About 65 lakh traders across the country would be able to file their tax returns for local and inter-state transactions through a one-page challan using their cel l- phones once the proposed Goods and Services Tax (GST) comes into force a few years from now.
The one-page return would apply for GST at state and central levels as well as tax on inter-state trade. These three elements of GST would replace a host of existing taxes such as excise duty, customs duty and service tax at the central level and VAT and Central Sales Tax (CST) at the state level for which traders have to file different returns now.
This scheme envisaged under an IT network, being set up to enforce the GST, is also set to automate inspection of tax receipts at state borders and put an end to the delays in transportation of goods across the country and reduce corruption by limiting interactions between local officers and transporters.
As per an update presented before the an empowered committee of state finance ministers chaired by J&K finance minister Abdul Rahim Rather on Tuesday, 65 lakh dealers are expected to be registered for GST.
Rather told FE that R30 crore is being spent in the first stage of the IT project being implemented by GST Network, a private limited company set up for it.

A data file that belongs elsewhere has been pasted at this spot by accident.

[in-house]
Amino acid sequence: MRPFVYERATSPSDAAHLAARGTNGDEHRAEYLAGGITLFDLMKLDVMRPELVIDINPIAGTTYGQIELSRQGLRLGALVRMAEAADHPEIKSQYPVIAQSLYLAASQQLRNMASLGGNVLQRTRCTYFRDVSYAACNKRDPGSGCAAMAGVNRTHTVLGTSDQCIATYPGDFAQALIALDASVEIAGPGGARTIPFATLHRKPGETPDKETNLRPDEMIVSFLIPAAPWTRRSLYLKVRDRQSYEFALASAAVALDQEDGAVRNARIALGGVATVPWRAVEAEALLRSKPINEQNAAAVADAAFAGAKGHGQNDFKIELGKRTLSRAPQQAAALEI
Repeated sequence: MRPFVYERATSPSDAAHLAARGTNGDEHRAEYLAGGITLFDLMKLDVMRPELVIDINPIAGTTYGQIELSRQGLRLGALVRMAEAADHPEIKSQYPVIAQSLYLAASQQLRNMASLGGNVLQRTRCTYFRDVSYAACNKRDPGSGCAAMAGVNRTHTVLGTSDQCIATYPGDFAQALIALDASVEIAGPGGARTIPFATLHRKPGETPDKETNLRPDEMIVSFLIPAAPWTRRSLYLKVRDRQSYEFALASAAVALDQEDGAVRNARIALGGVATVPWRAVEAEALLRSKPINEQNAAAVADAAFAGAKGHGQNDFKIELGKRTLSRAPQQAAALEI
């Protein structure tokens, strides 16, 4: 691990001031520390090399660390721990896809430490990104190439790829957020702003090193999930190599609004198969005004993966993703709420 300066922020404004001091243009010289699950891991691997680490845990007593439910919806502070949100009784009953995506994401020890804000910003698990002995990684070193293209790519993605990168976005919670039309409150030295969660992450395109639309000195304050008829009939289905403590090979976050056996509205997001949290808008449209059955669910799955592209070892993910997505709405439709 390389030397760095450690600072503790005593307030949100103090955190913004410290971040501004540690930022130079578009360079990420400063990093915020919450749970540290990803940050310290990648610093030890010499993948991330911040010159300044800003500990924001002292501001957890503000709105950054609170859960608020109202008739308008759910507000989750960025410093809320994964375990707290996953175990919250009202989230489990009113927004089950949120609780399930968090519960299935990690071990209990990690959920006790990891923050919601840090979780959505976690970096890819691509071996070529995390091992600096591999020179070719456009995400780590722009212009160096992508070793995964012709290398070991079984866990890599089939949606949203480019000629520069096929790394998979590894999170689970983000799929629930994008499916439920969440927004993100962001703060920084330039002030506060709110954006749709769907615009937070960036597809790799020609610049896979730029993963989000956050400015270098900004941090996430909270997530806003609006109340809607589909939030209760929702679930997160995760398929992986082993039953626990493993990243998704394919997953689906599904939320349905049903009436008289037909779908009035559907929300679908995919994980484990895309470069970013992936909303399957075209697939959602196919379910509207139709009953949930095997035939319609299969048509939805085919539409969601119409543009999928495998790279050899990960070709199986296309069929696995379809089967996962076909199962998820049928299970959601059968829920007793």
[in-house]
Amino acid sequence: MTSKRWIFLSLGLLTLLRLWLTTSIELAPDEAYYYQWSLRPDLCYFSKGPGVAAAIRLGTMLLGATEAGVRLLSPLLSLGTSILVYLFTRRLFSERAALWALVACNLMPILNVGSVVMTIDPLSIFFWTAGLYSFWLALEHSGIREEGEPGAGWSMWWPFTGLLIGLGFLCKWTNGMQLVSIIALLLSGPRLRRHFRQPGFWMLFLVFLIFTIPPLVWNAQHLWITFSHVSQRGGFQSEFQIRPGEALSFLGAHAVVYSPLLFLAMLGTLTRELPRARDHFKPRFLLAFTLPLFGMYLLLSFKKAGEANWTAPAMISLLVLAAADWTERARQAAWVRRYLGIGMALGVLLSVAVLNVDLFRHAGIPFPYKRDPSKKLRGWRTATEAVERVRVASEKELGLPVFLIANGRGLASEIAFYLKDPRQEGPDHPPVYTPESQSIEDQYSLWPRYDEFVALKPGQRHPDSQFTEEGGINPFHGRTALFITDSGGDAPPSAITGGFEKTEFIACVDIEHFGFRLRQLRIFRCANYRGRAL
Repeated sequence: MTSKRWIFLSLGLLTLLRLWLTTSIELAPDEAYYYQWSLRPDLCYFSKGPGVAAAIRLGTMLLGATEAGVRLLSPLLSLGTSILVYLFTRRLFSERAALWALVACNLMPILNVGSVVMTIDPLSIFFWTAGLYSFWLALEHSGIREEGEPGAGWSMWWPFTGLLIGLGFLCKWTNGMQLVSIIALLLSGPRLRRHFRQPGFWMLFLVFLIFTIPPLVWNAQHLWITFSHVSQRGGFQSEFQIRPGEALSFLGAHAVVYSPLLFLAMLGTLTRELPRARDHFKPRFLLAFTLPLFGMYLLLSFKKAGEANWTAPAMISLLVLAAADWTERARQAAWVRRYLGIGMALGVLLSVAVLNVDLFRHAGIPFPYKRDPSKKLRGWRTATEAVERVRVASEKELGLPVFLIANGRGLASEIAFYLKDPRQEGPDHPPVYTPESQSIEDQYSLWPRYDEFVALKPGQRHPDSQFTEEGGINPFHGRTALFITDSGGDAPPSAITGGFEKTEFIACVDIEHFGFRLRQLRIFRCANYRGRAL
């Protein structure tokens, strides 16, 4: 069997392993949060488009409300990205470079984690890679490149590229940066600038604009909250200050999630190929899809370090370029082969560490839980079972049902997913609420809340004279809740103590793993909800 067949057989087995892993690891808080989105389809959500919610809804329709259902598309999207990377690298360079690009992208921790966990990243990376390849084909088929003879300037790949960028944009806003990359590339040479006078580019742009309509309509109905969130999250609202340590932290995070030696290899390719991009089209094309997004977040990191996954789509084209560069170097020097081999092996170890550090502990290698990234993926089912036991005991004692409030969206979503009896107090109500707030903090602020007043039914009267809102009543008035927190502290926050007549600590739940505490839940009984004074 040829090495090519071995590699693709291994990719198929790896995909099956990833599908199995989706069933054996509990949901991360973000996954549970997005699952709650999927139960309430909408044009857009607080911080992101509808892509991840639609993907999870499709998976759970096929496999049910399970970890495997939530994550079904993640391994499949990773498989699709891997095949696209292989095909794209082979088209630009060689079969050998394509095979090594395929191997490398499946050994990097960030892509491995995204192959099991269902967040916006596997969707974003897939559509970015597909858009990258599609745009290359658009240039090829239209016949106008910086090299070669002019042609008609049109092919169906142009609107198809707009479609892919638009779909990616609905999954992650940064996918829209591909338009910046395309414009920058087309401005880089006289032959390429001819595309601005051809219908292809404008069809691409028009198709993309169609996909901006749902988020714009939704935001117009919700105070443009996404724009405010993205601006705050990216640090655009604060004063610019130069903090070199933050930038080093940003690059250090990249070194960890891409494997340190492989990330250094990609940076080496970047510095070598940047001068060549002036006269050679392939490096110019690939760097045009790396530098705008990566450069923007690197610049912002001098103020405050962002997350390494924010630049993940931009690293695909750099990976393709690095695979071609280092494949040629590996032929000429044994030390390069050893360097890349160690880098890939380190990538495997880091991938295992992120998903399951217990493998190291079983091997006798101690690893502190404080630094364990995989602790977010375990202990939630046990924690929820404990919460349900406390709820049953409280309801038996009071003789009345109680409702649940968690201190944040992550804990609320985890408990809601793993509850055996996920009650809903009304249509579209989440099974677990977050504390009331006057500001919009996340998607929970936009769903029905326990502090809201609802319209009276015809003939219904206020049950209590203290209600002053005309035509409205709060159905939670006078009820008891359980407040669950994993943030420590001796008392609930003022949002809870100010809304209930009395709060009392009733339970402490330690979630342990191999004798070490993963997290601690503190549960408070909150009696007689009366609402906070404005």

As per current discussions between the Centre and states, traders below a gross all-India turnover of R25 lakh need not pay GST on sale within the state, but need to pay taxes if they sell outside their state, however small the value may be.
The idea is to include maximum number of traders within GST so that the rate of tax could be kept at a politically acceptable level, while leaving out those traders who contribute less tax revenue than the government spending on administering them.
Finer aspects of the threshold, including whether it should be the same for both central and state governments components of GST, and whether it should be the same across the country are still being worked out.
We want all traders, excepting those with extremely low gross turnover, to register for GST and file returns although they may be below the turnover threshold and need not pay taxes. Registration of all traders is important as their turnover could touch the threshold any time. States, however, insist that those below